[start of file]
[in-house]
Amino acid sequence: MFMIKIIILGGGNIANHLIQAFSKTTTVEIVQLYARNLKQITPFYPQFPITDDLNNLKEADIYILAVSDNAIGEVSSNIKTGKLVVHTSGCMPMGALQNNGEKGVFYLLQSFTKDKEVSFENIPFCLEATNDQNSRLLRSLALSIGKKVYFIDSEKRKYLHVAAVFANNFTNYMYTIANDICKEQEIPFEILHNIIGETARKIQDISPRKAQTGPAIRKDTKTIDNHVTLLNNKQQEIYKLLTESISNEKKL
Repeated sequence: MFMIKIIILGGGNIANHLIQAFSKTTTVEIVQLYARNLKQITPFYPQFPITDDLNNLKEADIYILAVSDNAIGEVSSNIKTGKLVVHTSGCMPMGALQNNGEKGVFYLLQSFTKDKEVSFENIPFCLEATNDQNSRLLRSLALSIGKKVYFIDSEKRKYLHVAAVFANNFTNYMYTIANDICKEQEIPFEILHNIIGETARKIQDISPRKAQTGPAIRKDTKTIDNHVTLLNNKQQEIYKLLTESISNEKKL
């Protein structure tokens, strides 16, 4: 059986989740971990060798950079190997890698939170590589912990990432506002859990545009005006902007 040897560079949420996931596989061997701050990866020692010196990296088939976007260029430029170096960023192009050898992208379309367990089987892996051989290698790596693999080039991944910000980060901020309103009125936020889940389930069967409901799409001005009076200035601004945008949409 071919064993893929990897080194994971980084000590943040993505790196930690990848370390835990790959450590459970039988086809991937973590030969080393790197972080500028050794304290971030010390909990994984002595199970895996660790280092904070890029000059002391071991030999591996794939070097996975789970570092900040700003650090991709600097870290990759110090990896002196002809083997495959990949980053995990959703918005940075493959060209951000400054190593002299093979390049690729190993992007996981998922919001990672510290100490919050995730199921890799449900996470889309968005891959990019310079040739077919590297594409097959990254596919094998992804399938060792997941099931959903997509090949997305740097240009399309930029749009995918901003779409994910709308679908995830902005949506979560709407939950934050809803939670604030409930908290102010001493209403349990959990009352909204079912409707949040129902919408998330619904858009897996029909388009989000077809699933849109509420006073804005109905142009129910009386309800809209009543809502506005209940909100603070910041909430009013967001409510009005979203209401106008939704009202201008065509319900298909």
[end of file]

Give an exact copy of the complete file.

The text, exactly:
[in-house]
Amino acid sequence: MFMIKIIILGGGNIANHLIQAFSKTTTVEIVQLYARNLKQITPFYPQFPITDDLNNLKEADIYILAVSDNAIGEVSSNIKTGKLVVHTSGCMPMGALQNNGEKGVFYLLQSFTKDKEVSFENIPFCLEATNDQNSRLLRSLALSIGKKVYFIDSEKRKYLHVAAVFANNFTNYMYTIANDICKEQEIPFEILHNIIGETARKIQDISPRKAQTGPAIRKDTKTIDNHVTLLNNKQQEIYKLLTESISNEKKL
Repeated sequence: MFMIKIIILGGGNIANHLIQAFSKTTTVEIVQLYARNLKQITPFYPQFPITDDLNNLKEADIYILAVSDNAIGEVSSNIKTGKLVVHTSGCMPMGALQNNGEKGVFYLLQSFTKDKEVSFENIPFCLEATNDQNSRLLRSLALSIGKKVYFIDSEKRKYLHVAAVFANNFTNYMYTIANDICKEQEIPFEILHNIIGETARKIQDISPRKAQTGPAIRKDTKTIDNHVTLLNNKQQEIYKLLTESISNEKKL
């Protein structure tokens, strides 16, 4: 059986989740971990060798950079190997890698939170590589912990990432506002859990545009005006902007 040897560079949420996931596989061997701050990866020692010196990296088939976007260029430029170096960023192009050898992208379309367990089987892996051989290698790596693999080039991944910000980060901020309103009125936020889940389930069967409901799409001005009076200035601004945008949409 071919064993893929990897080194994971980084000590943040993505790196930690990848370390835990790959450590459970039988086809991937973590030969080393790197972080500028050794304290971030010390909990994984002595199970895996660790280092904070890029000059002391071991030999591996794939070097996975789970570092900040700003650090991709600097870290990759110090990896002196002809083997495959990949980053995990959703918005940075493959060209951000400054190593002299093979390049690729190993992007996981998922919001990672510290100490919050995730199921890799449900996470889309968005891959990019310079040739077919590297594409097959990254596919094998992804399938060792997941099931959903997509090949997305740097240009399309930029749009995918901003779409994910709308679908995830902005949506979560709407939950934050809803939670604030409930908290102010001493209403349990959990009352909204079912409707949040129902919408998330619904858009897996029909388009989000077809699933849109509420006073804005109905142009129910009386309800809209009543809502506005209940909100603070910041909430009013967001409510009005979203209401106008939704009202201008065509319900298909």